Thursday, June 16, 2016

The Dissent in Traynor v Turnage

Alcoholism Should Not Be Presumed to be Caused by Willful Misconduct

In our last blog post, we looked at the majority decision in Traynor v. Turnage, 485 U.S. 535 (1988), upholding a Veterans' Administration (VA) regulation that defined primary alcoholism as "willful misconduct." Today, we look at the three-Justice dissent.

By The U.S. Army (Veterans remember Prisoners of War) [Public domain], via Wikimedia Commons

The Traynor majority ruled that two Vietnam War veterans, who were in recovery for alcoholism, were not entitled to an extension of time in which to use their GI Bill education benefits. Under the law, veterans had to exhaust their educational benefits within 10 years of their military service. Extensions were only allowed for veterans who could not use their benefits because of a disability not caused by their willful misconduct.  Because VA regulations defined alcoholism as willful misconduct, the VA denied the veterans' requests for extensions, and the Court upheld those denials.

The dissenting opinion by Justice Blackmun, joined by Justices Brennan and Marshall, concerned the majority's upholding of the regulation whereby the VA presumed, irrebuttably, that primary alcoholism always is the result of the veteran's "own willful misconduct."  Justice Blackmun shared facts about the named veterans, that were not presented in the majority opinion, to show how that presumption is flawed.

The first veteran, plaintiff Eugene Traynor, began drinking when he was eight or nine years old. He drank with increasing frequency throughout his teenage years, and was suffering alcohol-related seizures by the time he was on active military duty in Vietnam. During the four years following his honorable discharge in 1969, Traynor was hospitalized repeatedly for alcoholism and related illnesses.  Not until 1974 - five years after his discharge - did Traynor conquer his drinking problem. He attended college part-time beginning in 1977, and continued working toward his degree until the 10-year period for using his veteran's educational benefits expired for him in 1979.  Because of the VA regulation, Traynor was presumed to have brought his alcoholism upon himself through "willful misconduct." He was therefore unable to obtain an extension of the 10 year limitation period to utilize all of his GI educational benefits.

The other veteran, plaintiff James P. Mckelvey, also started drinking when he was a child. By the time he was 13, he began to develop the alcohol dependency that was common among members of his family. His drinking problem plagued him while he was in the Army, and afterwards. He was hospitalized frequently during the nine years that followed his honorable discharge in 1966. Mckelvey finally obtained sobriety in 1975, only a year and a half before his 10-year delimiting period expired. The VA denied Mckelvey's request for an extension because his disability, primary alcoholism, was conclusively presumed to have been caused by his "own willful misconduct."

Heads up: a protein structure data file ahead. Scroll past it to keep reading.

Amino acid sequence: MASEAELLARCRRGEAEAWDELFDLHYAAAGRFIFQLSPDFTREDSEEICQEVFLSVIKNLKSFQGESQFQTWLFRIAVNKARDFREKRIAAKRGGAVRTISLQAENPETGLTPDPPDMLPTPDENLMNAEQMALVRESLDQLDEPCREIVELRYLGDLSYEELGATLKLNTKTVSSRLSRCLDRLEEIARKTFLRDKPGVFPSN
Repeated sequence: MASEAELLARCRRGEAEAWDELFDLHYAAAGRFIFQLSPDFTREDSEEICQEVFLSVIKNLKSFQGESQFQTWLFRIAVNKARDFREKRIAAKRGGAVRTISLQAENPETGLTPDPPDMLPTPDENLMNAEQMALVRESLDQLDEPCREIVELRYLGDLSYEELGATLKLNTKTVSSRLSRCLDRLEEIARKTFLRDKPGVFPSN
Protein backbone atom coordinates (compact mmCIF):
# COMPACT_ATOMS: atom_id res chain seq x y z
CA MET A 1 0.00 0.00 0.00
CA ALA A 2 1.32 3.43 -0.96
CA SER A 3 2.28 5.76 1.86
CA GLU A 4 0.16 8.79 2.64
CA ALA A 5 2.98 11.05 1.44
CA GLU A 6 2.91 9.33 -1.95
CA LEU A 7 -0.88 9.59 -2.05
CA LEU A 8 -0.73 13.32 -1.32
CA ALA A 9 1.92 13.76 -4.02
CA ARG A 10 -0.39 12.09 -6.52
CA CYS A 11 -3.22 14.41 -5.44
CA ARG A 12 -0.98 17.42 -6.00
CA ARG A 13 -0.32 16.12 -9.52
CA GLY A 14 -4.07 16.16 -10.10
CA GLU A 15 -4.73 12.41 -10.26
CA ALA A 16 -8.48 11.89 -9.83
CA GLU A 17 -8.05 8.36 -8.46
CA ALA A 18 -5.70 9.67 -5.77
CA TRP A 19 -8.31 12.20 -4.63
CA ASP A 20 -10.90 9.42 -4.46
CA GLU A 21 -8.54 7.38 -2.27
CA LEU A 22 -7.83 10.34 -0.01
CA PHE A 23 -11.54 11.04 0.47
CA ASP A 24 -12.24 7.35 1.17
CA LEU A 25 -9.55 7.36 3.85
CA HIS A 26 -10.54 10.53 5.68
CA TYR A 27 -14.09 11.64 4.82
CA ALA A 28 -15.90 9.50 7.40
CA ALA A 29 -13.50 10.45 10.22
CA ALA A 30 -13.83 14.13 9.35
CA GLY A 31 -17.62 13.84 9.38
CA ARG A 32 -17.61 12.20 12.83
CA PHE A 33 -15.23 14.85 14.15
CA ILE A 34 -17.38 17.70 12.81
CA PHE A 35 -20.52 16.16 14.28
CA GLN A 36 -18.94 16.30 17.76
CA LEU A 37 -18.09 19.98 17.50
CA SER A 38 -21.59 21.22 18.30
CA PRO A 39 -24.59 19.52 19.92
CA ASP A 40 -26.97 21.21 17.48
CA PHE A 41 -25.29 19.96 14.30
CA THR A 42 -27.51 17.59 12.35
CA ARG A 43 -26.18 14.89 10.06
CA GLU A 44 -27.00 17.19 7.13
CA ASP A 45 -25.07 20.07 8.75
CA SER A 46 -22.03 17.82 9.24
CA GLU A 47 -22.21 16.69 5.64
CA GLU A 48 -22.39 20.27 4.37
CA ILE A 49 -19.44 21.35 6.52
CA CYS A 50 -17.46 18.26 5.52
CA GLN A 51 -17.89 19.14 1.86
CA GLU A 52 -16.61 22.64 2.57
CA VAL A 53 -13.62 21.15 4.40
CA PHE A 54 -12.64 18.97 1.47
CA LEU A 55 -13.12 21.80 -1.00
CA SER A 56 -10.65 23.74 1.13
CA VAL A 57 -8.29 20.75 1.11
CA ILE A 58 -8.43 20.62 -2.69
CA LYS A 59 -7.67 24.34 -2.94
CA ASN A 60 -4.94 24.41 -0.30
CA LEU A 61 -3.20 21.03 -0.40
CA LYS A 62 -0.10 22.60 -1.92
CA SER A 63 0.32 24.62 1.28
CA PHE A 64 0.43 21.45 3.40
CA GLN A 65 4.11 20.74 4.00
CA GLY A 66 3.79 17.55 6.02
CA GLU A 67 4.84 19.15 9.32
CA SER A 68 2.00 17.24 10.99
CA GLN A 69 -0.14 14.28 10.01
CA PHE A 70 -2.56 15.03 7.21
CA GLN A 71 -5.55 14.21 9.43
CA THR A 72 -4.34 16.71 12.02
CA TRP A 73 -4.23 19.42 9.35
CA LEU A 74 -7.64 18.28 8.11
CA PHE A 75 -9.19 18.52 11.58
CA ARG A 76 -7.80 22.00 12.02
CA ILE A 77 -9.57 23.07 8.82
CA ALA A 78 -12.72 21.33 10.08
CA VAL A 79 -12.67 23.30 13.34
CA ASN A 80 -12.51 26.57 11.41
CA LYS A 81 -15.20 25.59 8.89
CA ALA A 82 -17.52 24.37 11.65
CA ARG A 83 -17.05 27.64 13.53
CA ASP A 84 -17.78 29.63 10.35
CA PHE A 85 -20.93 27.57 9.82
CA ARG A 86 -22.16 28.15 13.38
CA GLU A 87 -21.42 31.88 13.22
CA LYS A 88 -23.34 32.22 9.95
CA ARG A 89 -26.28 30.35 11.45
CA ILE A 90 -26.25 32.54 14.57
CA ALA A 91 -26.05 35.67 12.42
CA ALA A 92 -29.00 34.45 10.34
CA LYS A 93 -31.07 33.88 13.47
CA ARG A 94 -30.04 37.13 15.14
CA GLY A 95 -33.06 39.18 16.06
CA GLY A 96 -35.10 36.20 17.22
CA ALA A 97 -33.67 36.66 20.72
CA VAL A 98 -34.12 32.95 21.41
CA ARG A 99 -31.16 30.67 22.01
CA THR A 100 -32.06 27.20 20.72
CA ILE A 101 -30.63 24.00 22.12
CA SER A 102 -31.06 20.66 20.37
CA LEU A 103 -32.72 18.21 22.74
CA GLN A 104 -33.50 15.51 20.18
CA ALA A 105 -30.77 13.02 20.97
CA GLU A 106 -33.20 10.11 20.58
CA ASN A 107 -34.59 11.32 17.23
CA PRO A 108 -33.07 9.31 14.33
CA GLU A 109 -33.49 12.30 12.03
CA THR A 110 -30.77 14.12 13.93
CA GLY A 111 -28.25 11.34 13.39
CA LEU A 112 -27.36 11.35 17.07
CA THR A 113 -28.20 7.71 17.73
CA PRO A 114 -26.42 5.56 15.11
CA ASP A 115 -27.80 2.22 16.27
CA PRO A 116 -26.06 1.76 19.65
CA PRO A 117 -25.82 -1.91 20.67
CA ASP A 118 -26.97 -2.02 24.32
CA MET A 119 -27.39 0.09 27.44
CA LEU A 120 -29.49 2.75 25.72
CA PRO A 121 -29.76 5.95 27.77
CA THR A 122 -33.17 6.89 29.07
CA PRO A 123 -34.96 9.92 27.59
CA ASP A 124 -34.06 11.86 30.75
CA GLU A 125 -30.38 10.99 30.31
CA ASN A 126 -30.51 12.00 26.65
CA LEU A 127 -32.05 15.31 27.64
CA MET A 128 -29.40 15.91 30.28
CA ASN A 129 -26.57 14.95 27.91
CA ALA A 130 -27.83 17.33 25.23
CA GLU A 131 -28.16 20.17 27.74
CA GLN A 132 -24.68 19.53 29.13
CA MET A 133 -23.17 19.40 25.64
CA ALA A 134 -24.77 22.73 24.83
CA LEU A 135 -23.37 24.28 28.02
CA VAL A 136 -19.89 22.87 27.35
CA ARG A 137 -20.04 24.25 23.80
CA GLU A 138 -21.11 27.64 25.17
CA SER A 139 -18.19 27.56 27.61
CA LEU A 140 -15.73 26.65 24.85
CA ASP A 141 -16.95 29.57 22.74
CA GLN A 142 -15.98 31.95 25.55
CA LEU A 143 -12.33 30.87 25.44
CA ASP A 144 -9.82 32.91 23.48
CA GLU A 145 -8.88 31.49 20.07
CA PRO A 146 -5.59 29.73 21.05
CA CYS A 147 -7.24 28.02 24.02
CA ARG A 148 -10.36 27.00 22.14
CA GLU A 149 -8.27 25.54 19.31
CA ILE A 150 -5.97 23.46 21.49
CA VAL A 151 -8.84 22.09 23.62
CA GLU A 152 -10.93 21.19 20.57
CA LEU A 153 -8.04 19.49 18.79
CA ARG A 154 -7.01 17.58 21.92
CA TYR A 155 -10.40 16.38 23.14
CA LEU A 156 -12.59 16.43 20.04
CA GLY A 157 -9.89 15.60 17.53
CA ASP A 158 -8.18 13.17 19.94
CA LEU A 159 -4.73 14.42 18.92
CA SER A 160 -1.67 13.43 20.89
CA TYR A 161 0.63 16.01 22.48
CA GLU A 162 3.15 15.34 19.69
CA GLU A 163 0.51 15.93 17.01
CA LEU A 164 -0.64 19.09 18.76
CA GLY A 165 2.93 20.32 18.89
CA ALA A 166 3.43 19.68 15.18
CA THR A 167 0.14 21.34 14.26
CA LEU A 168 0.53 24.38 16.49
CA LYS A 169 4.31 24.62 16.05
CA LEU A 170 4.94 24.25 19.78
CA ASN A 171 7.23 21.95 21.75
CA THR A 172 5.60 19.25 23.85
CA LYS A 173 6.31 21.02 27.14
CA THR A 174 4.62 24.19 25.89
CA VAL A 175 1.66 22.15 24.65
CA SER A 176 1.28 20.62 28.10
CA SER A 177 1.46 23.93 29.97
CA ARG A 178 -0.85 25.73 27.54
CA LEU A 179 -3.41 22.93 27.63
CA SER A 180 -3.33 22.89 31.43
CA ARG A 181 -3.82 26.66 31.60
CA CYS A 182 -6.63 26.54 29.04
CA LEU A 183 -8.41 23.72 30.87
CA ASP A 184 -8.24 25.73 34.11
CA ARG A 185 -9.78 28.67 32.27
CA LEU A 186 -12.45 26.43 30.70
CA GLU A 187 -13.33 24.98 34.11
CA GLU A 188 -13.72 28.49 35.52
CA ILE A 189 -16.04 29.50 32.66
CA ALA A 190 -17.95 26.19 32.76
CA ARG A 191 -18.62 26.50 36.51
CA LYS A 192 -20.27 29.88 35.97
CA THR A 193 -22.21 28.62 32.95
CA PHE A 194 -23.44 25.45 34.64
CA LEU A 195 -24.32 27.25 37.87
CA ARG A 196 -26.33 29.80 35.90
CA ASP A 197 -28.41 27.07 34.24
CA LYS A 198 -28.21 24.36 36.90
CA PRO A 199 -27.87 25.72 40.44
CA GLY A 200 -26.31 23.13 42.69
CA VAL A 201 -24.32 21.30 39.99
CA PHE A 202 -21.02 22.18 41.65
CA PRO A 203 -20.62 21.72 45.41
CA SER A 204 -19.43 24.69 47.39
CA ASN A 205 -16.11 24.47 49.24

The dissent noted that the VA's regulation deprived each of these veterans of any opportunity to establish that, in his particular case, disabling alcoholism was not willfully incurred.

Justice Blackmun wrote:
While some primary alcoholics may well owe their disability to willful misconduct, as delineated by the regulation, the VA has failed to demonstrate that all primary alcoholics had any awareness that their initial drinking was likely to result in serious injury. Nor, in many cases, would it be appropriate to describe one's gradual development of alcohol dependency as evidence of "wanton and reckless disregard of [drinking's] probable consequences." Indeed, I wonder how one meaningfully can ascribe such intent and appreciation of long-range consequences to a 9- or 13-year-old boy who follows the lead of his adult role models in taking his first drinks.
Justice Blackmun then noted that the diagnosis of alcoholism, as recognized by the medical community, requires an individualized assessment to fully understand the cause of alcoholism in each person. Presumably, evidence concerning the circumstances surrounding a veteran's development of alcohol dependence -- including his age, home environment, and psychological health -- always will be relevant to this assessment, and may not suggest willful misconduct.

The dissent concluded that the VA failed to demonstrate that any legislative or medical determinations justify its conclusive presumption that the veterans' alcoholism were incurred willfully. The dissent would have remanded the case back to the VA for individualized determinations, based on sound medical judgments whether the veterans were entitled to the extensions of time to receive all of their veterans' educational benefits.

That would have been the more reasonable approach in our opinion.

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